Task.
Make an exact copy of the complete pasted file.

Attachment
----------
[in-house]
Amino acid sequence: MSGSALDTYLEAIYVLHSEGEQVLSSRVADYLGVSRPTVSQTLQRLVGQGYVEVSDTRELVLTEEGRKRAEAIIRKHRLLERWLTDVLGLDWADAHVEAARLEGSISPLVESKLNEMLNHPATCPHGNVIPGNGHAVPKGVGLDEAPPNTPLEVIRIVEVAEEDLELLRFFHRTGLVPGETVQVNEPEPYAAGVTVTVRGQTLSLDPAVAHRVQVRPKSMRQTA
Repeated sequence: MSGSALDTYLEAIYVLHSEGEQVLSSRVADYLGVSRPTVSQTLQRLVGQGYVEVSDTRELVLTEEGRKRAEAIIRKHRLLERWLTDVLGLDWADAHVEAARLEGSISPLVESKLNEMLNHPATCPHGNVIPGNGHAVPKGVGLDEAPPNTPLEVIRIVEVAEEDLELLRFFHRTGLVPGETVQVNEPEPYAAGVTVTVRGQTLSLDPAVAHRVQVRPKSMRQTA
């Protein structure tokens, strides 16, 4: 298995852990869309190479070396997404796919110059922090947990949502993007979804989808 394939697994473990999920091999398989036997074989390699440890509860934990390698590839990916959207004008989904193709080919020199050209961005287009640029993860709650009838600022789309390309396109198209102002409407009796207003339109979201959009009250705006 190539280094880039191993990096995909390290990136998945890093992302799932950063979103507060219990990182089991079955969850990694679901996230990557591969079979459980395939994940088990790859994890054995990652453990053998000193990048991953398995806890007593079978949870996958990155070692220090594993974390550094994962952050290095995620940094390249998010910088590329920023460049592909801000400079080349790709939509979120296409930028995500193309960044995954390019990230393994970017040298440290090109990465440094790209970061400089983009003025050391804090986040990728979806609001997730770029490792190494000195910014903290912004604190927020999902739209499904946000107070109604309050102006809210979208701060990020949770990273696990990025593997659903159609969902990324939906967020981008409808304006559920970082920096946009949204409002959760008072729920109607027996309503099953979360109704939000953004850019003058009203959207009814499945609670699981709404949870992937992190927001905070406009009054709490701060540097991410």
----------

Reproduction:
[in-house]
Amino acid sequence: MSGSALDTYLEAIYVLHSEGEQVLSSRVADYLGVSRPTVSQTLQRLVGQGYVEVSDTRELVLTEEGRKRAEAIIRKHRLLERWLTDVLGLDWADAHVEAARLEGSISPLVESKLNEMLNHPATCPHGNVIPGNGHAVPKGVGLDEAPPNTPLEVIRIVEVAEEDLELLRFFHRTGLVPGETVQVNEPEPYAAGVTVTVRGQTLSLDPAVAHRVQVRPKSMRQTA
Repeated sequence: MSGSALDTYLEAIYVLHSEGEQVLSSRVADYLGVSRPTVSQTLQRLVGQGYVEVSDTRELVLTEEGRKRAEAIIRKHRLLERWLTDVLGLDWADAHVEAARLEGSISPLVESKLNEMLNHPATCPHGNVIPGNGHAVPKGVGLDEAPPNTPLEVIRIVEVAEEDLELLRFFHRTGLVPGETVQVNEPEPYAAGVTVTVRGQTLSLDPAVAHRVQVRPKSMRQTA
């Protein structure tokens, strides 16, 4: 298995852990869309190479070396997404796919110059922090947990949502993007979804989808 394939697994473990999920091999398989036997074989390699440890509860934990390698590839990916959207004008989904193709080919020199050209961005287009640029993860709650009838600022789309390309396109198209102002409407009796207003339109979201959009009250705006 190539280094880039191993990096995909390290990136998945890093992302799932950063979103507060219990990182089991079955969850990694679901996230990557591969079979459980395939994940088990790859994890054995990652453990053998000193990048991953398995806890007593079978949870996958990155070692220090594993974390550094994962952050290095995620940094390249998010910088590329920023460049592909801000400079080349790709939509979120296409930028995500193309960044995954390019990230393994970017040298440290090109990465440094790209970061400089983009003025050391804090986040990728979806609001997730770029490792190494000195910014903290912004604190927020999902739209499904946000107070109604309050102006809210979208701060990020949770990273696990990025593997659903159609969902990324939906967020981008409808304006559920970082920096946009949204409002959760008072729920109607027996309503099953979360109704939000953004850019003058009203959207009814499945609670699981709404949870992937992190927001905070406009009054709490701060540097991410």